Outrageous. Kinky. Dangerous. Degrading.

Twinking explores the perils of gay dating in the modern world.

Outrageous. Kinky. Dangerous. Degrading.

In his web-series Twinking, filmmaker Steven Townsend Briggs is exploring isolation, intimacy, and sexual identity in the gay community. It’s a NSFW comedy.

I caught up with Steven Townsend Briggs for a behind-the-scenes look at Twinking.

What was your inspiration for Twinking?

My own life, I guess. I’ve always struggled to fit in with the gay community. I came out of the closet right before apps like Grindr and Scruff came on the market. At age 19, I was just developing emotionally and sexually, and most of my experiences with the gay community revolved around random hookups, or going to a club or a bar. It all felt so superficial and intimidating.

These encounters were usually outrageous, overly kinky, potentially dangerous, or down right degrading, depending on your point of view. But I knew that other gay men, especially young gay men, were dealing with the same issues. Yet, it was hard to get anyone to talk about them.

Most of the gay men I encountered would tell you that they just loved getting laid all the time, but there had to be more to the story. I’m using the show as a vehicle to talk about these issues, even if I can’t quite make sense of them myself, and to share my experiences with the world.

So, you’re drawing on personal experience for these characters and their dilemmas?

Yes, all the episodes are based on either a real-life experience I’ve had or dreamed of having. Building an identity as a gay man can be challenging or confusing when most of your encounters revolve around sex or alcohol.

Like most people in their 20s, I’ve had a hard time deciding what I want sexually and what kind of relationship I want to be in. Without any real gay role model in my life, I’ve run into a lot of awkward situations over the years when meeting other gay men.

But, again, this is a common dilemma for gay people when they’re just coming out of the closet and learning how to be an adult and have a sex life for the first time. We tend to get a late start when it comes to having sex, dating, relationships, and even just having an identity at all. It’s really just about making a connection and feeling that you belong to a place.

What was your production process?

I’ve known for about five years that I had to make a show like this. I’ve been carrying these issues around for almost a decade now, so when it came time to actually sit down and write the scripts, they just poured out of me. It took me roughly two hours or so to write each script, revising them here and there.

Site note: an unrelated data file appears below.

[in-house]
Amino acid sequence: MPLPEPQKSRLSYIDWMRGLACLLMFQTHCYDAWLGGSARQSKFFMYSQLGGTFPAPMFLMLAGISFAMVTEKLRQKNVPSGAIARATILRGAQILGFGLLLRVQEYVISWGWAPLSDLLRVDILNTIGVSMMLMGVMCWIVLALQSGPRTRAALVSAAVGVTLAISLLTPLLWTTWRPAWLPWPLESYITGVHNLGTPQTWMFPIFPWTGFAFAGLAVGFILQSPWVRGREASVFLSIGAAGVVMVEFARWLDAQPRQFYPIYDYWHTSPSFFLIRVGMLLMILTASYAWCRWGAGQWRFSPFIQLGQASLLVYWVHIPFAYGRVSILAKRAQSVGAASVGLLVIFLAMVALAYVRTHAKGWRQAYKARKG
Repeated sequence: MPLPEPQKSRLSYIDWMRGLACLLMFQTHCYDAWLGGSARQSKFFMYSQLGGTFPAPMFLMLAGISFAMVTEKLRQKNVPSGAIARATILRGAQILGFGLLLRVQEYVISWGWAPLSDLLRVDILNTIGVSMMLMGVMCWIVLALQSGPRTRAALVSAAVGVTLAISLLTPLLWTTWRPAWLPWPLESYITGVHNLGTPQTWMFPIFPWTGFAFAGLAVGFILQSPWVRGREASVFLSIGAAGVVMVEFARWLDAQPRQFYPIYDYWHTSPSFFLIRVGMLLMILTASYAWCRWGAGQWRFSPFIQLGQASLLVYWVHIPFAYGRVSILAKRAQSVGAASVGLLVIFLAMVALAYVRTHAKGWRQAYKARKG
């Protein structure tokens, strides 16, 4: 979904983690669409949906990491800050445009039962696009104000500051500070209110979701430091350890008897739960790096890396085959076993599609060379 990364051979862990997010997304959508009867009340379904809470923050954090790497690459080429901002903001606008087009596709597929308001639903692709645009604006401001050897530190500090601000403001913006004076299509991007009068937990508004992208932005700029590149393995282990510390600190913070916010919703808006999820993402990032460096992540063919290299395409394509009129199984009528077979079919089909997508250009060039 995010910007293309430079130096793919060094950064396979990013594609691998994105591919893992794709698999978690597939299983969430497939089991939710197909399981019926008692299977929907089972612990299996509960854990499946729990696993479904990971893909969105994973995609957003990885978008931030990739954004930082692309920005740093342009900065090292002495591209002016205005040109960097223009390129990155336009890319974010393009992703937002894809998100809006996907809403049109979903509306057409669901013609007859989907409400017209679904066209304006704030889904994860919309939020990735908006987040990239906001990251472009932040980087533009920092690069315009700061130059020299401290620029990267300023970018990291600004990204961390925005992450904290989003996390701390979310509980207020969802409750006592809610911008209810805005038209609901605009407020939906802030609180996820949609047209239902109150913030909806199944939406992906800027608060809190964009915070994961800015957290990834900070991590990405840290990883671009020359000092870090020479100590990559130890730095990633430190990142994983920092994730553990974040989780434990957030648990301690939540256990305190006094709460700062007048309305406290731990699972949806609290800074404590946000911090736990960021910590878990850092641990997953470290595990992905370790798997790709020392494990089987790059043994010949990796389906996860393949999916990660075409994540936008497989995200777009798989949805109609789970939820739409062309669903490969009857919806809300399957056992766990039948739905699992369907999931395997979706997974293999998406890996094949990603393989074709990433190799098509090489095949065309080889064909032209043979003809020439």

Each episode was only one day of shooting — one as long as 14 hours, and some as short as six. We shot episode two in June of 2017, two more on a weekend in August, another in October, and two more on a weekend in December, so shooting was fairly sporadic. I had to have enough money for food, transportation, and to pay the actor. Luckily, my friends have some great equipment and they’re willing to work for free.

Editing took about two months, with another month of colour correcting, mixing, final exports, and getting some marketing materials together.

What was your casting process like?

I used Backstage for all the roles and I really lucked out. I asked some of the actors to self-tape sides from one of the scenes or just hired them on the spot. I didn’t have a producer or a casting director, so the whole process had to be expedited. I had a lot on my plate. But everyone showed up ready to work. I did one rehearsal with one of the actors and we worked out some of the kinks. For the most part, we would just hit the ground running.

What does this series say about dating for gay men in today’s world?

Having a lot of different options can be overwhelming. It forces a person to rely more on their instincts and values when they can have just about any kind of sexual or social encounter with all kinds of different people. As exciting as these options can be, there’s also this perception that you need to have sex to fit in. In 2018, many gay men — at least in cities like New York — can lead any kind of lifestyle they want, but that can lead to a lot of confusion, frustration, and even isolation.

Are things get easier or better for gay men?

I might not be the best person to ask, but I have to believe that things are getting better, depending on which country you live in or which house you grow up in. LGBTQ acceptance is at an all-time high, especially among younger generations, but that’s not the case in many countries all over the world.

In terms of my experience — as a white cis gender male living in New York — I’m grateful to have the freedom to do as I please, but learning how to become an adult gay man can still be messy and confusing, especially when we rely so heavily on dating and hook-up apps and social media which can distort our perception of reality.

Is Twinking a universal story, or is it fairly specific to white guys in the US?

These are my experiences and I am a white gay dude living in the US, so they are specific in that sense. But the show does explore universal themes. We’re all looking to make a connection and feel accepted by the world.

What do you hope that people feel when watching Twinking?

I hope they laugh! If they’re gay or going through a similar experience, hopefully they feel a little less alone. I just hope people watch.

Twinking (image supplid)
Twinking (image supplid)
Twinking (image supplid)
Twinking (image supplid)

Follow Gareth Johnson on Twitter


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